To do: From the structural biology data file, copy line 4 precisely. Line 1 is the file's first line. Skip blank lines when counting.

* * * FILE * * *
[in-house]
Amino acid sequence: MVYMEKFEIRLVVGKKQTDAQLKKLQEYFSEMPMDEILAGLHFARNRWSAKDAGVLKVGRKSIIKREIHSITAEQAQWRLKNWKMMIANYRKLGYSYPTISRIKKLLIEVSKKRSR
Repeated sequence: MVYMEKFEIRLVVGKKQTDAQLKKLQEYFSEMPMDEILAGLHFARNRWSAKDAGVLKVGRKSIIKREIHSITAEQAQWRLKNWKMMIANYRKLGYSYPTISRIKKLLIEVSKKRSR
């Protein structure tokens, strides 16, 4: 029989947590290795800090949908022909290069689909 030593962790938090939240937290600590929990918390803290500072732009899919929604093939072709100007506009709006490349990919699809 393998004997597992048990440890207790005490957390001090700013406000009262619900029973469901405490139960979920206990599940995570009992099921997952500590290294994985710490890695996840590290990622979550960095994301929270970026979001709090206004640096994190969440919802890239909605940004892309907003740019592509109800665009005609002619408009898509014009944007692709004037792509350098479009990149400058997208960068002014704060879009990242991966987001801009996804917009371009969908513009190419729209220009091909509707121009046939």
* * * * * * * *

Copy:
């Protein structure tokens, strides 16, 4: 029989947590290795800090949908022909290069689909 030593962790938090939240937290600590929990918390803290500072732009899919929604093939072709100007506009709006490349990919699809 393998004997597992048990440890207790005490957390001090700013406000009262619900029973469901405490139960979920206990599940995570009992099921997952500590290294994985710490890695996840590290990622979550960095994301929270970026979001709090206004640096994190969440919802890239909605940004892309907003740019592509109800665009005609002619408009898509014009944007692709004037792509350098479009990149400058997208960068002014704060879009990242991966987001801009996804917009371009969908513009190419729209220009091909509707121009046939």